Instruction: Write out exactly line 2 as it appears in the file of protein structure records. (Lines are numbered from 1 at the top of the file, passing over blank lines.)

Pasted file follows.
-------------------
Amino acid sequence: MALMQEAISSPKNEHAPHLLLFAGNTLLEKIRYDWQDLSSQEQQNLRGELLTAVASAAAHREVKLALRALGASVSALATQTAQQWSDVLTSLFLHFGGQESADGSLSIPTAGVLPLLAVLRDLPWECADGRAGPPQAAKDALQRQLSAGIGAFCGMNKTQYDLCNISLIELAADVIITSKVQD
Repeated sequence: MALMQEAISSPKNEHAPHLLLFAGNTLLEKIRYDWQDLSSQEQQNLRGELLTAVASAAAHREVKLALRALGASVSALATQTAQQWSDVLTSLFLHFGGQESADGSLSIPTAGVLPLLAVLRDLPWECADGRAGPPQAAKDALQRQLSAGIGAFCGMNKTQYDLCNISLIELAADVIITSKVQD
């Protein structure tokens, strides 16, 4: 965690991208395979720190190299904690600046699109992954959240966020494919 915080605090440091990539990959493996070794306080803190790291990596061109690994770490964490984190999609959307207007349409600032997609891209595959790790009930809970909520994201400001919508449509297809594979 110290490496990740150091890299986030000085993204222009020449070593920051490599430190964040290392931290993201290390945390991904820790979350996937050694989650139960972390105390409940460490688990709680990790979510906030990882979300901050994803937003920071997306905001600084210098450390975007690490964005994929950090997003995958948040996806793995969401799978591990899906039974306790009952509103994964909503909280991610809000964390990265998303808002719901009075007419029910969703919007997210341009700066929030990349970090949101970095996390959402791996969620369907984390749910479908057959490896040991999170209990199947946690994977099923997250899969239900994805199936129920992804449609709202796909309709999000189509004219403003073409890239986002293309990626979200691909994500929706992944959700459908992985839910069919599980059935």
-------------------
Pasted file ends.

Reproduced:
Repeated sequence: MALMQEAISSPKNEHAPHLLLFAGNTLLEKIRYDWQDLSSQEQQNLRGELLTAVASAAAHREVKLALRALGASVSALATQTAQQWSDVLTSLFLHFGGQESADGSLSIPTAGVLPLLAVLRDLPWECADGRAGPPQAAKDALQRQLSAGIGAFCGMNKTQYDLCNISLIELAADVIITSKVQD